What to Eat When You Have a Cold

By Layla Majnoon - Nov 21, 2019 12:02:00 PM

Freezing young woman wrapped in blankets

In traditional Chinese medicine (TCM), cold is a condition which can either invade the body from outside, or develop internally as a result of a bad diet and unhealthy lifestyle. Inside the body, cold causes symptoms such as:

  • Chilliness and dislike of cold
  • Cold hands and feet
  • Pale skin
  • Lack of thirst, or only thirst for warm drinks
  • Copious, clear urination
  • Loose stools

Other symptoms may also occur depending on which specific organs are being affected by cold.

It is possible to drive out cold using acupuncture, Chinese herbs, and special techniques such as moxibustion (burning an herb called moxa on or close to the acupuncture points). However, one of the simplest ways to disperse cold and warm your body is by eating the right foods and preparing them in the right way.

Dietary Therapy for Cold

Dietary therapy is a great way to improve your health by taking small actions every day. If you are suffering from the symptoms of cold, you should eat more foods that are warming in nature. Some of the foods you should try to incorporate into your diet include:


  • Kohlrabi
  • Leeks
  • Mustard greens
  • Onions
  • Scallions
  • Squashes e.g. acorn, butternut
  • Turnips


  • Cherries
  • Dates
  • Lychees
  • Peaches


  • Chestnuts
  • Pine kernels
  • Walnuts


  • Sorghum
  • Sweet rice

Fish and Seafood:

  • Anchovies
  • Mussels
  • Shrimp
  • Trout

Animal Products:

  • Butter
  • Chicken
  • Goat
  • Goat’s milk
  • Kidneys
  • Lamb
  • Mutton

Herbs and Spices:

  • Basil
  • Bay
  • Black pepper
  • Cardamom
  • Cayenne
  • Cinnamon
  • Cloves
  • Coriander seed
  • Dill seed
  • Fennel seed
  • Garlic
  • Ginger
  • Mustard seed
  • Nutmeg
  • Rosemary


  • Brown sugar
  • Capers
  • Malt sugar
  • Vinegar
  • Wine

As well as choosing more warming foods, you should use cooking methods which enhance the heating properties of your food. These methods include roasting, baking, broiling, and grilling, all techniques which reduce the moisture content of food and make it warmer and more yang.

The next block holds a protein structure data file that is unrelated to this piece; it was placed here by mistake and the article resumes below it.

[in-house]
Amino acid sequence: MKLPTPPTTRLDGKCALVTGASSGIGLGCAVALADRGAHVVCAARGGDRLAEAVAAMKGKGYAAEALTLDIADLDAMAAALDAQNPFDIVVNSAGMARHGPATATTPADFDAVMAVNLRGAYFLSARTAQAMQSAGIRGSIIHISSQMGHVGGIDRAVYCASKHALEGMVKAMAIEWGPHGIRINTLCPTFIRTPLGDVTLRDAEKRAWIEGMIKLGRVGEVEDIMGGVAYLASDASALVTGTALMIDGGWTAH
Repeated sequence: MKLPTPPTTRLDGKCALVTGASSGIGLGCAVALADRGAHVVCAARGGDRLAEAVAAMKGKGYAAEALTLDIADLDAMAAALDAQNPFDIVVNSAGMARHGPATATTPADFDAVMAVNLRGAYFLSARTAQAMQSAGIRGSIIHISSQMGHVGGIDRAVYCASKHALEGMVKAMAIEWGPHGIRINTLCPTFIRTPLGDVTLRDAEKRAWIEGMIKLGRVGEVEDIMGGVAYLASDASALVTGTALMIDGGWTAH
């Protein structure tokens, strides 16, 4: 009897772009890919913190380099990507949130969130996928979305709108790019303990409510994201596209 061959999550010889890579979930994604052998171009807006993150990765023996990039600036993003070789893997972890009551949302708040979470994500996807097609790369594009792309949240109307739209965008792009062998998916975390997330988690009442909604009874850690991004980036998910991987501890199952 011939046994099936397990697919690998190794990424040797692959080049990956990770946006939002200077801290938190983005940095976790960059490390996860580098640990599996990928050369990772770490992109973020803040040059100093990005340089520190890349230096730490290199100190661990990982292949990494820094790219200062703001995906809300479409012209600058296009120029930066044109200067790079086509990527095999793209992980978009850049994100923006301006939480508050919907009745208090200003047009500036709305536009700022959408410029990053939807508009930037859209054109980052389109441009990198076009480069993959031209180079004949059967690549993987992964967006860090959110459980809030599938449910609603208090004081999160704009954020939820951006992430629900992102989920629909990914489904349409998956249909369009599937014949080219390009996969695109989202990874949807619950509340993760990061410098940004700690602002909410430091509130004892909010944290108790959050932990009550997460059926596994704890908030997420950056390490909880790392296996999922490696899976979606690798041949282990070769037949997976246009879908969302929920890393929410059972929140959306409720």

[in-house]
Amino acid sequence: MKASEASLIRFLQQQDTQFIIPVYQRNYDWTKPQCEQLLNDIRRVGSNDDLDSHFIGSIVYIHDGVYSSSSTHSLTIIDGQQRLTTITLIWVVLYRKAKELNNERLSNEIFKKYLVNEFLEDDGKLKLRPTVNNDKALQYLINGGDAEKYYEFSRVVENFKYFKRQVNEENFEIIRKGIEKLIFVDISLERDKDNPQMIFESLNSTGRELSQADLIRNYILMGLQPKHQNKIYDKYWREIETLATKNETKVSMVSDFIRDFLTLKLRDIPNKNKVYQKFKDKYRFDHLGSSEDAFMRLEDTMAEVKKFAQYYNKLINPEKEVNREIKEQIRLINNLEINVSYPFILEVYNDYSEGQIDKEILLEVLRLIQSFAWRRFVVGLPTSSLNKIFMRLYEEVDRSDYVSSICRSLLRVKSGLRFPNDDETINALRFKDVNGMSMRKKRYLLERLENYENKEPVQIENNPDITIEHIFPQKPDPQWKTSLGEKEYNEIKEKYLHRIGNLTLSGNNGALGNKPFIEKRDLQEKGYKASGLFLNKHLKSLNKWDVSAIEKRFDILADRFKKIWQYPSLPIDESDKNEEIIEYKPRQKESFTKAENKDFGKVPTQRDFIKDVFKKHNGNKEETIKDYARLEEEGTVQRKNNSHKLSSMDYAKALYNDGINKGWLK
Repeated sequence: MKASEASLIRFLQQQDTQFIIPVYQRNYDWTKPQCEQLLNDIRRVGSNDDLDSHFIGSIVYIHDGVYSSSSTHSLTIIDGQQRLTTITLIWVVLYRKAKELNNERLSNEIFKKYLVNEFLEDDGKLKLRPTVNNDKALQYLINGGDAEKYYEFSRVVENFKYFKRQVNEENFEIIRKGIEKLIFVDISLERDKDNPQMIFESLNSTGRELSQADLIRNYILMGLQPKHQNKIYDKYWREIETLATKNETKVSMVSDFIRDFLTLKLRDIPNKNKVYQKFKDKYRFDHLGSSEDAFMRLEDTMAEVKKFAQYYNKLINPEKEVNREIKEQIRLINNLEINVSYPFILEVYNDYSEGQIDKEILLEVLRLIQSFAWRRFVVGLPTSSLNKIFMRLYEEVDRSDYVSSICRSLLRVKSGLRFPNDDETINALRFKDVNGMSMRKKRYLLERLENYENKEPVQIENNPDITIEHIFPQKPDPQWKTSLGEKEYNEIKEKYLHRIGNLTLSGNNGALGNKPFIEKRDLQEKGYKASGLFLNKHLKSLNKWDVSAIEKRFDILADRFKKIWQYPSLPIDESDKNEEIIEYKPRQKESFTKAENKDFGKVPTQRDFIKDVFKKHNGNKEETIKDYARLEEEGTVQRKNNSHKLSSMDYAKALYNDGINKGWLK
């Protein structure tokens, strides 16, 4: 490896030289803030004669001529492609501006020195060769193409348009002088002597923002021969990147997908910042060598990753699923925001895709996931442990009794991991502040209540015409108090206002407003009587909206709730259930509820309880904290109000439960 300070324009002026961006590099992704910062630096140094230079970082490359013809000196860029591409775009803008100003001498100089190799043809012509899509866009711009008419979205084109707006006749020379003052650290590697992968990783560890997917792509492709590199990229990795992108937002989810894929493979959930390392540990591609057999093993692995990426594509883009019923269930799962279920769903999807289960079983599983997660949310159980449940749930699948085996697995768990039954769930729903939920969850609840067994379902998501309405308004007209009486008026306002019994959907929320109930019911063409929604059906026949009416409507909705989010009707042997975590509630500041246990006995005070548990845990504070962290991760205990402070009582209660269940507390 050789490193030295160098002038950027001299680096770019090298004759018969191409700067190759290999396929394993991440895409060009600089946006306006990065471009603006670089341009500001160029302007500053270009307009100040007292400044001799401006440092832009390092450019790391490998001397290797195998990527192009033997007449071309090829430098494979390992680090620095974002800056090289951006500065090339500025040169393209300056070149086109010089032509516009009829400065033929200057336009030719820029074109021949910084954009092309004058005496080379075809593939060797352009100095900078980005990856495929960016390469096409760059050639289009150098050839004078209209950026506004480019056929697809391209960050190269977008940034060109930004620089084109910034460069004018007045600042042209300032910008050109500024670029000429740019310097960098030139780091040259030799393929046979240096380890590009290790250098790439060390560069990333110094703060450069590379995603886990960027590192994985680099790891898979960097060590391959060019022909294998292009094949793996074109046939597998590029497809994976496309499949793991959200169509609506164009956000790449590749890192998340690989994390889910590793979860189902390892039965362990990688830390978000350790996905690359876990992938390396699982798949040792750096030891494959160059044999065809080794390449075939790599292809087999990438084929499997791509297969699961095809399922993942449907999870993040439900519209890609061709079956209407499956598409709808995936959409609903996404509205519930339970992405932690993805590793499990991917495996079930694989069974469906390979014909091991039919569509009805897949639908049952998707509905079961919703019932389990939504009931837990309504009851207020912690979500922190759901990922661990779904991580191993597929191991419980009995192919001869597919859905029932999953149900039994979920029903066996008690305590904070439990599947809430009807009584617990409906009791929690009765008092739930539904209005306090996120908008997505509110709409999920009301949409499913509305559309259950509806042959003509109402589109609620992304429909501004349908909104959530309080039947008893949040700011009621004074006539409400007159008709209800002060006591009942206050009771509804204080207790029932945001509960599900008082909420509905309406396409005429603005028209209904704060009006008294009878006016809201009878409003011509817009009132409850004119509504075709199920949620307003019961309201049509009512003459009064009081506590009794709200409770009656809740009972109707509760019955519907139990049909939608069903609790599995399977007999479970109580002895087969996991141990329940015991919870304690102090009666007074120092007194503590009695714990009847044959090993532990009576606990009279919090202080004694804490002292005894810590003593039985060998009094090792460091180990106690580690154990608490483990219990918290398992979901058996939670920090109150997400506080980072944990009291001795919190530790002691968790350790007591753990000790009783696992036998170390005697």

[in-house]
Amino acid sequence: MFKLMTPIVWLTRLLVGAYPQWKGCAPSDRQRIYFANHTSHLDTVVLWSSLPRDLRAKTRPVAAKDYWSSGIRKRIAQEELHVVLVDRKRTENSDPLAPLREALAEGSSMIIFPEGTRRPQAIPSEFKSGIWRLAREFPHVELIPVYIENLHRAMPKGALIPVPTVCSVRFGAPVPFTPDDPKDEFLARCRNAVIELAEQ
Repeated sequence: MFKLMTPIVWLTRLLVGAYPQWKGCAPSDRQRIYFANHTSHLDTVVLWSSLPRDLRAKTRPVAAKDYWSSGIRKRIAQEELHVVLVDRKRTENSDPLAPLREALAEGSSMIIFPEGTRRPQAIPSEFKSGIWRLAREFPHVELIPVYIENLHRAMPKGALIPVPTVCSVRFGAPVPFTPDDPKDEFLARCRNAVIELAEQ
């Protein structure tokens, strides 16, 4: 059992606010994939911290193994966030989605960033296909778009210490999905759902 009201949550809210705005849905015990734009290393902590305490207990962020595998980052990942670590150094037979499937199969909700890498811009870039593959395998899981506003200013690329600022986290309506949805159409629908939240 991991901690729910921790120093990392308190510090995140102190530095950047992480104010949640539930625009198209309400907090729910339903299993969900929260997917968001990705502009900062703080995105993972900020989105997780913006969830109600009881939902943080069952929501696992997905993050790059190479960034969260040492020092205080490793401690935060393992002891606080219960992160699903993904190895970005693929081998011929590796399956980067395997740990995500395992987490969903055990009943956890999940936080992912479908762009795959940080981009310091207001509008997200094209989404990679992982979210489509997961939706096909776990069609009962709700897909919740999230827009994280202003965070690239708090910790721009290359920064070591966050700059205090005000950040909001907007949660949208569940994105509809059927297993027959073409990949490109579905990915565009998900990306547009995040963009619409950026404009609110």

You should avoid eating cold and raw foods, or drinking cold or iced drinks. These will only create symptoms of cold in the digestive organs such as diarrhea or vomiting.

The exact foods that you choose will also depend on which organs are being affected by cold, and whether the condition is chronic or acute.

If you have had your symptoms for a long time, it is likely that you have a chronic condition, probably due to a weakness in one or more of your organs. If this is the case, you should eat more foods which are warming and sweet. Sweet foods nourish the organs and help them to function more efficiently. Some good examples include squashes, turnips, and dates.

garlic, ginger and onions

Dietary Therapy for Coughs and Colds

If you have symptoms which came on suddenly are and quite severe, you probably have an acute condition. The most common cause of acute cold symptoms is what we call a common cold in the west.

In TCM, this is seen as an excess of cold combining with wind and attacking the body. Everyone will have experienced this at some point, with the familiar symptoms of sneezing, coughing, and a runny nose.

The best way to drive out a cold through diet is by using more foods which are warming and pungent. Pungent foods have a strong flavor and a dispersing effect within the body. Some good examples of warming, pungent foods include onions, garlic, and ginger.

Ginger Tea Recipe

In China, if you catch a cold, it is traditional to drink ginger tea as soon as possible after the symptoms start. This tea is brewed quite strongly and is intended to make you sweat, allowing the coldness to be forced out through your pores. It is a great recipe to have at your fingertips, especially throughout the cold autumn and winter months. If you are feeling under the weather, why not give it a try?


  • One large piece of fresh ginger
  • Brown sugar to taste


  • Slice the ginger up finely. You can use up to 10g of ginger each time and the idea is to make the tea as strong as you can handle it. If you like ginger, use the full amount, otherwise use a little less.
  • Place the ginger in a pan and add 300ml of water. Bring to the boil, cover and simmer for 20 minutes.
  • Strain the liquid into a cup and add brown sugar to taste.
  • Drink the tea while it is still hot to induce mild sweating.
  • Drink up to three cups a day until your cold is gone.



City Acupuncture and Kamwo Herbs

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